FIG. 1 sets forth a side view of a nail puller 10 constructed in accordance with the present invention having a puller body 12 which, in its preferred form, is formed of a rigid metal construction and which defines a handle socket 13 at one end and a static jaw 20 at the other. Static jaw 20 further defines an inwardly facing jaw blade 23. A moveable jaw 2 defines an inwardly facing jaw blade 24, an outwardly extending jaw arm 25 and a lever arm 80. Lever arm 30 is angularly positioned with respect to jaw arm 25 by a bend 30. In accordance with the invention, static jaw 20 and moveable jaw 21 are pivotally secured at a pivot 22. Puller body 12 further defines an outwardly extending boss 15 and a rectangular drive receptacle 14. As is more clearly seen in FIG. 8, puller body 12 also defines an oppositely positioned boss 16 aligned with boss 15. As is also seen in FIG. 3, drive receptacle 14 extends entirely through boss 15, puller body 12 and boss 16 to form a square passage therethrough.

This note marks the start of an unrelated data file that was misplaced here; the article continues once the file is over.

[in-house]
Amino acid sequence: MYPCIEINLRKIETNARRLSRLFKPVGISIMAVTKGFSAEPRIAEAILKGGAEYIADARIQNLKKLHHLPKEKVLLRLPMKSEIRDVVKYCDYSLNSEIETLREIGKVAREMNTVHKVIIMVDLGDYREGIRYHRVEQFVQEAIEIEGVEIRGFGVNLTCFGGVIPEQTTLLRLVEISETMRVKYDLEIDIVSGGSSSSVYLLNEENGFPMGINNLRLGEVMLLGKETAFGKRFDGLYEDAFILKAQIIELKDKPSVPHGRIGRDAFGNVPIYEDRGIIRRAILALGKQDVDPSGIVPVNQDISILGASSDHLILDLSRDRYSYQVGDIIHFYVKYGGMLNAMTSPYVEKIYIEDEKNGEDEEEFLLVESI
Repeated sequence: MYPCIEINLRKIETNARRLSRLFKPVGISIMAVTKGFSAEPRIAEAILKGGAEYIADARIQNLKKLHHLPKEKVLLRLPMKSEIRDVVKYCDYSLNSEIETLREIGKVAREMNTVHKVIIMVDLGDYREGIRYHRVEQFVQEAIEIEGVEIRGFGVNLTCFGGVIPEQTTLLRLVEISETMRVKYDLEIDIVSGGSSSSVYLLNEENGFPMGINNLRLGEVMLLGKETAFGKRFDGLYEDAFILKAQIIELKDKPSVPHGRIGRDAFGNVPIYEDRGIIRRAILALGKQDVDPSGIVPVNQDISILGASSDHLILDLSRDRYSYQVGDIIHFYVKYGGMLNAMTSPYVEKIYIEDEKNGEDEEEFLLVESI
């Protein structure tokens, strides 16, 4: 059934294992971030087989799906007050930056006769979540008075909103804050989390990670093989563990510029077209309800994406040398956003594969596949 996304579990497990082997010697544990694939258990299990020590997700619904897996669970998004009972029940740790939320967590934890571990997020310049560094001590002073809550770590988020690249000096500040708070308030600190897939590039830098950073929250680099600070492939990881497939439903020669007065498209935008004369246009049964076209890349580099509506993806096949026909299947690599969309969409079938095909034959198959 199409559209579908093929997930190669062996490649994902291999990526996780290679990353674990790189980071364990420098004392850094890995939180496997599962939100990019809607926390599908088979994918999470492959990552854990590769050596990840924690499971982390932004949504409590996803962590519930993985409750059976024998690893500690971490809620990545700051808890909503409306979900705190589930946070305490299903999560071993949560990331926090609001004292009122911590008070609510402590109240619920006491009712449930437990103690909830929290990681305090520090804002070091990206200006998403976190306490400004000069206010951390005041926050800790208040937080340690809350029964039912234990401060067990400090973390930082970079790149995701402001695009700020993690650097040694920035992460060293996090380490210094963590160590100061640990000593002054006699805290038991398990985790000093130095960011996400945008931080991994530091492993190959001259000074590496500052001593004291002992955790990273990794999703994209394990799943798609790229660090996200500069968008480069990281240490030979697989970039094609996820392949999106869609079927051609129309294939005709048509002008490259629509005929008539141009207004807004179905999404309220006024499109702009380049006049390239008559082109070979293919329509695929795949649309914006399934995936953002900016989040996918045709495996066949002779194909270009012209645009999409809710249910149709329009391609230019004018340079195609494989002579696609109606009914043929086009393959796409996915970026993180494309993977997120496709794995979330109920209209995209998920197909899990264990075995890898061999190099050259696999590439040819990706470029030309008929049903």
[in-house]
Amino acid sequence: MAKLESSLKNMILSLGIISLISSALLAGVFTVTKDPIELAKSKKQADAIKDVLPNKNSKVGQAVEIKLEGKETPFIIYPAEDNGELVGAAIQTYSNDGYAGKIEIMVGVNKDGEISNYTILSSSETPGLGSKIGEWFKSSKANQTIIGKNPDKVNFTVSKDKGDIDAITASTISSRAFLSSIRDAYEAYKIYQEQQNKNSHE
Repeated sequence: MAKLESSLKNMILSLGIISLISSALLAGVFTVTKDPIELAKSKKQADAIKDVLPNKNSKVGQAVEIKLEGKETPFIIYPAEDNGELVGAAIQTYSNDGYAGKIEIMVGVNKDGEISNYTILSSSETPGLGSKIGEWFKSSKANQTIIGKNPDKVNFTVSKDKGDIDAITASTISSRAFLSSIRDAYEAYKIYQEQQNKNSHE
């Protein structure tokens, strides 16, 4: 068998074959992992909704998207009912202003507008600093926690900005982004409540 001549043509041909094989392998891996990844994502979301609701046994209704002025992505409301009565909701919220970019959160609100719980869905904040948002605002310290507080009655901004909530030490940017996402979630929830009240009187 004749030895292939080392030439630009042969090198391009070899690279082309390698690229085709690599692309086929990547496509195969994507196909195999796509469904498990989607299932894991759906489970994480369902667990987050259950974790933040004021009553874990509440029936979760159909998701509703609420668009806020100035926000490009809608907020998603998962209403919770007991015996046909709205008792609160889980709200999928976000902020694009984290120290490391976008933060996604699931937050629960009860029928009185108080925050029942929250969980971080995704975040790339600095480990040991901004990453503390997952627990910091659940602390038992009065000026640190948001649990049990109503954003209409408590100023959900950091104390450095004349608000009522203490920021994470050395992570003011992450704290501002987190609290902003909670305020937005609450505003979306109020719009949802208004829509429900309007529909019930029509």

A generally cylindrical elongated handle 11 is received within socket 13 by means set forth in FIG. 2 and is in general alignment with the major axis of puller body 12. The coupling between handle 11 and handle socket 13 is sufficiently secure that lateral forces applied to handle 11 are coupled directly to puller body 12 to practice the below described operation of the present invention puller.
In accordance with an important aspect of the present invention, puller body 12 further defines a downwardly extending limit boss 40 which defines an internal threaded aperture 53 (seen in FIG. 2 . A limit stop 41 defines a threaded portion 42 supporting a lock nut 43 and extending into threaded aperture 53. Limit stop 41 further defines a head 44 at the opposite end of thread 42. In further accordance with an important aspect of the present invention, lever arm 31 defines a surface 33 further defining a notch 34. Notch 34 is positioned with respect to surface 33 to receive head 44 of limit stop 41.